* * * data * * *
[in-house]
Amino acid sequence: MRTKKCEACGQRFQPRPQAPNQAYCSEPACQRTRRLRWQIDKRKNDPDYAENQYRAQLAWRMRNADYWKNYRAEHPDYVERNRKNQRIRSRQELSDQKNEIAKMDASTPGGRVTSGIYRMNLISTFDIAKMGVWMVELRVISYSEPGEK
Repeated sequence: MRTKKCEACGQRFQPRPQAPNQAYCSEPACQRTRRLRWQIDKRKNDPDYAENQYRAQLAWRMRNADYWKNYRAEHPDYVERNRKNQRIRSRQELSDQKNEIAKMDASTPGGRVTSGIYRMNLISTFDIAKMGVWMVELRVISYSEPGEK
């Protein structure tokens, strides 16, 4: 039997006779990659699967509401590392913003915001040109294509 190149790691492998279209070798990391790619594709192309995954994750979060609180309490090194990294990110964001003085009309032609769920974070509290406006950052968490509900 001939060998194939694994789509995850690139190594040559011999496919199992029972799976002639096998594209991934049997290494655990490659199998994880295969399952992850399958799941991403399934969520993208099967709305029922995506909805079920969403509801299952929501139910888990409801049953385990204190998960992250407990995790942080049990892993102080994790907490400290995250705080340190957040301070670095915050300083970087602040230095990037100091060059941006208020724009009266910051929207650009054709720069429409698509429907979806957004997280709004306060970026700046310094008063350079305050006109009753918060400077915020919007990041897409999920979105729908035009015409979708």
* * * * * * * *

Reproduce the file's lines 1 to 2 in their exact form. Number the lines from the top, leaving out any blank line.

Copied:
[in-house]
Amino acid sequence: MRTKKCEACGQRFQPRPQAPNQAYCSEPACQRTRRLRWQIDKRKNDPDYAENQYRAQLAWRMRNADYWKNYRAEHPDYVERNRKNQRIRSRQELSDQKNEIAKMDASTPGGRVTSGIYRMNLISTFDIAKMGVWMVELRVISYSEPGEK